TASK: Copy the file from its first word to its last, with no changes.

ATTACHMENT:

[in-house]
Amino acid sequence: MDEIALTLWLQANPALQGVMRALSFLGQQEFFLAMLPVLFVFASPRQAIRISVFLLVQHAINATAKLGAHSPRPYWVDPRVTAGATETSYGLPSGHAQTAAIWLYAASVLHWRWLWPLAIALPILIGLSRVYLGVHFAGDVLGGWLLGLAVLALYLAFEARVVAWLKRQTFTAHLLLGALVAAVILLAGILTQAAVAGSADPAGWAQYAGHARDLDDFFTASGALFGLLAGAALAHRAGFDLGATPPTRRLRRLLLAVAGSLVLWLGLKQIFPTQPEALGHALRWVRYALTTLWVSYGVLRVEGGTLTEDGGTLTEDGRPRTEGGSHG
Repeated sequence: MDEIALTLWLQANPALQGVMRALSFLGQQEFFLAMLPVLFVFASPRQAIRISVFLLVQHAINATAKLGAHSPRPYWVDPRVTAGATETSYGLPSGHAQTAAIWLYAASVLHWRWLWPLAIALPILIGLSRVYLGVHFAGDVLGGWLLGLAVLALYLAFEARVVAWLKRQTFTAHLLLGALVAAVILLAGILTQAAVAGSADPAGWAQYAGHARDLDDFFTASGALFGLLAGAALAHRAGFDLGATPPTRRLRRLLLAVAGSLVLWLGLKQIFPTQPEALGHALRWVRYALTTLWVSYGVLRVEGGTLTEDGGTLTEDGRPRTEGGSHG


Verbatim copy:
[in-house]
Amino acid sequence: MDEIALTLWLQANPALQGVMRALSFLGQQEFFLAMLPVLFVFASPRQAIRISVFLLVQHAINATAKLGAHSPRPYWVDPRVTAGATETSYGLPSGHAQTAAIWLYAASVLHWRWLWPLAIALPILIGLSRVYLGVHFAGDVLGGWLLGLAVLALYLAFEARVVAWLKRQTFTAHLLLGALVAAVILLAGILTQAAVAGSADPAGWAQYAGHARDLDDFFTASGALFGLLAGAALAHRAGFDLGATPPTRRLRRLLLAVAGSLVLWLGLKQIFPTQPEALGHALRWVRYALTTLWVSYGVLRVEGGTLTEDGGTLTEDGRPRTEGGSHG
Repeated sequence: MDEIALTLWLQANPALQGVMRALSFLGQQEFFLAMLPVLFVFASPRQAIRISVFLLVQHAINATAKLGAHSPRPYWVDPRVTAGATETSYGLPSGHAQTAAIWLYAASVLHWRWLWPLAIALPILIGLSRVYLGVHFAGDVLGGWLLGLAVLALYLAFEARVVAWLKRQTFTAHLLLGALVAAVILLAGILTQAAVAGSADPAGWAQYAGHARDLDDFFTASGALFGLLAGAALAHRAGFDLGATPPTRRLRRLLLAVAGSLVLWLGLKQIFPTQPEALGHALRWVRYALTTLWVSYGVLRVEGGTLTEDGGTLTEDGRPRTEGGSHG